first_imgSome of the most active companies traded Friday on the Toronto Stock Exchange:Toronto Stock Exchange (16,039.26, down 42.83 points)Aurora Cannabis Inc. (TSX:ACB). Healthcare. Up 60 cents, or 14.85 per cent, to $4.64 on 39.02 million shares.Canopy Growth Corp. (TSX:WEED). Healthcare. Up 63 cents, or 3.26 per cent, to $19.98 on 9.3 million shares.Aimia Inc. (TSX:AIM). Loyalty programs. Up 41 cents, or 14.64 per cent, to $3.21 on 6.04 million shares.Cenovus Energy Inc. (TSX:CVE). Oil and gas. Down 16 cents, 1.11 per cent, to $14.28 on 5.4 million shares.Obsidian Energy Ltd. (TSX:OBE). Oil and gas. Up two cents, 1.32 per cent, to $1.53 on 3.9 million shares.NexGen Energy Ltd. (TSX:NXE). Miner. Down 11 cents, or 3.62 per cent, to $2.93 on 3.8 million shares.Companies reporting major news:Canadian Natural Resources Ltd. (TSX:CNQ). Oil and gas. Up 11 cents, or 0.24 per cent, to $46.30 on 1.9 million shares. The company is considering adding a 30,000- to 40,000-barrel-per-day bitumen-only project to its Horizon oilsands mine to take advantage of excess ore production and pipeline capacity. The proposed project could be approved as early as 2019 and would continue a trend in the sector to bolt on brownfield production to avoid the high costs and risks of building new mines from scratch.Hydro One Ltd. (TSX:H). Utilities. Down 27 cents, or 1.17 per cent, to $22.71 on 444,246 shares. Ontario’s largest electricity distributor says its third-quarter profit was down six per cent from last year as a result of costs associated with the proposed $6.7-billion acquisition of Avista Corp., a U.S. utility company based in Spokane, Wash. Profit attributable to common shareholders was $219 million (37 cents per share), down from $233 million (40 cents per share) last year. Excluding the costs associated with Avista, Hydro One’s adjusted profit was up two per cent at $237 million.last_img read more

3 Miss America officials resign 1 apologizes to exwinner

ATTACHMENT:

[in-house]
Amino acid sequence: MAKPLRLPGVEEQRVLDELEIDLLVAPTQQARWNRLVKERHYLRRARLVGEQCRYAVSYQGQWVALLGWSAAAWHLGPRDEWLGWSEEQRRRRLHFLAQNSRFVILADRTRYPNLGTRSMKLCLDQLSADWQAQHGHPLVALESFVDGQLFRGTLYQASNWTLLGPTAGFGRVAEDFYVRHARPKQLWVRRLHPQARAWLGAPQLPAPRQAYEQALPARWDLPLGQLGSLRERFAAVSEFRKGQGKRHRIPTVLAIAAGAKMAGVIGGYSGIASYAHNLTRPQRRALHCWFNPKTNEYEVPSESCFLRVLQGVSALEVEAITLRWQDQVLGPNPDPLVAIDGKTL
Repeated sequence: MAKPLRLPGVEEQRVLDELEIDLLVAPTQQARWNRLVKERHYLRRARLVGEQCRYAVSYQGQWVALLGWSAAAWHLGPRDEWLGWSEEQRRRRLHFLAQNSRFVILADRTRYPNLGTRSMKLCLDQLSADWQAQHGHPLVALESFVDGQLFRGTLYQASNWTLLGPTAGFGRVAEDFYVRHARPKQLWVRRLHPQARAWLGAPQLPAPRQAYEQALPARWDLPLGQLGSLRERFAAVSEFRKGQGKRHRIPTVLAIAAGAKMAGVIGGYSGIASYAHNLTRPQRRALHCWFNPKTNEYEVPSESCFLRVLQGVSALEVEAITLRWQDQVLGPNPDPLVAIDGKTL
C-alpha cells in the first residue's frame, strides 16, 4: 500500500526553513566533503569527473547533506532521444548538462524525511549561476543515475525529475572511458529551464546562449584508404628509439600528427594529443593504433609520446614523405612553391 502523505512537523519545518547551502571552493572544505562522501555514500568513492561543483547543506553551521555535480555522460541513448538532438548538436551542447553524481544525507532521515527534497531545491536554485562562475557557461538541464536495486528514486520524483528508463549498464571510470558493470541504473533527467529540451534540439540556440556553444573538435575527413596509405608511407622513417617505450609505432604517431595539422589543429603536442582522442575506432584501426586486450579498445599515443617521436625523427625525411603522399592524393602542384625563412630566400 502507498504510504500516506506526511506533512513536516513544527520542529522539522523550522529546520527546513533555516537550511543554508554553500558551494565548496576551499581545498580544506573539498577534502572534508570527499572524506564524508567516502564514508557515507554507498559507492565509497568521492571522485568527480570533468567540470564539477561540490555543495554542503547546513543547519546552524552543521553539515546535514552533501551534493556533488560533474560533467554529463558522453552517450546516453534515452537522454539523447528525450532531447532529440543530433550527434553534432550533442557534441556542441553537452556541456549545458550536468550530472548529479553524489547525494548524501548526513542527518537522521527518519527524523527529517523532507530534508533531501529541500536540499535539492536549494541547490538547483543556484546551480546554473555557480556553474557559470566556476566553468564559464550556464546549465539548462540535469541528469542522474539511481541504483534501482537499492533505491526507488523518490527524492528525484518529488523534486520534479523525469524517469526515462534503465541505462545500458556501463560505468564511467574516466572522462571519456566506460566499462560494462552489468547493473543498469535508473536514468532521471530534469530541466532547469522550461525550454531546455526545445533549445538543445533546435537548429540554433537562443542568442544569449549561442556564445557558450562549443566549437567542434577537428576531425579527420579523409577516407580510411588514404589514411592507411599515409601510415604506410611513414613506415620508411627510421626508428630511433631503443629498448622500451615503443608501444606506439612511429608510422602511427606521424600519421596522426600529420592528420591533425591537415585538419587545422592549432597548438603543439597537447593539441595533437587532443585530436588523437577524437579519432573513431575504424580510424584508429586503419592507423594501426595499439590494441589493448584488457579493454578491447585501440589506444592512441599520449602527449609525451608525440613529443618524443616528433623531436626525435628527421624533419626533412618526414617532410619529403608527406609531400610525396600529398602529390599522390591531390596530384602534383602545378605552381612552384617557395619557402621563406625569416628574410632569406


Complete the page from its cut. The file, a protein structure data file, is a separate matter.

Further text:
first_imgATLANTIC CITY, N.J. – The top leadership of the Miss America Organization, implicated in an email scandal that targeted past pageant winners for abuse based on their appearance, intellect and sex lives, resigned on Saturday, with the outgoing president apologizing to a winner whose weight he ridiculed.The president, Josh Randle, told The Associated Press his comment responding to an email to his private account about the physical appearance of 2013 winner Mallory Hagan came months before he started working for the Miss America Organization in 2015. But he said it was wrong.“I apologize to Mallory for my lapse in judgment,” Randle said on Saturday. “It does not reflect my values or the values I worked to promote at the Miss America Organization. Although this terrible situation was not caused or driven by me, in light of recent events and new developments, I am no longer willing to continue in my capacity as president and earlier today offered my resignation to the MAO Board of Directors.”Randle said his resignation was voluntary and had not been requested by the board of Miss America, which is based in Atlantic City.Hagan did not immediately respond to a message seeking comment on the resignations of Randle, CEO Sam Haskell and Chairman Lynn Weidner. But on her Facebook page, she posted a message asking anyone who was warned away from her to come forward and send her a direct message, in what might be a precursor to legal action against the Miss America Organization or its former officers regarding her post-Miss America work as a pageant interview coach.“If you have ever been told to not work with me, communicate with me, hire me, etc. Will you send me a DM?” she wrote.The scandal began Thursday, when the Huffington Post published leaked emails showing pageant officials ridiculing past Miss Americas, including crass and sometimes vulgar comments about them.The emails included one that used a vulgar term for female genitalia to refer to past Miss America winners, one that wished that a particular former Miss America had died and others that speculated about how many sex partners Hagan has had.Randle noted that the worst communications were exchanged in 2013 and 2014, years before he joined the Miss America Organization, and said the article’s implication of “complicit participation on my part in a years long array of inappropriate email communication” is untrue.Haskell’s resignation is effective immediately, while Randle and Weidner will remain for a few weeks to help with a leadership transition. Dan Meyers, who had been vice chairman of the board, was named interim chairman.The organization announced the resignations a day after dozens of former Miss Americas, including Hagan, signed a petition calling on the group’s leadership to step down because of the emails.The emails already cost the pageant its television production partner and raised questions about the future of the nationally televised broadcast from Atlantic City’s Boardwalk Hall the week after Labor Day each year. Dick Clark Productions told the AP on Thursday that it cut ties with the Miss America Organization over the emails, calling them “appalling.”Also on Saturday, one of the main recipients of fundraising from the Miss America Organization said it was reviewing its association with Miss America. The Children’s Miracle Network Hospitals said it was “conducting an immediate review of the situation and will take appropriate actions.”And New Jersey officials are reviewing their Miss America Organization contract, in which the state still owes $4 million toward the cost of next year’s pageant.___Follow Wayne Parry at http://twitter.com/WayneParryAClast_img read more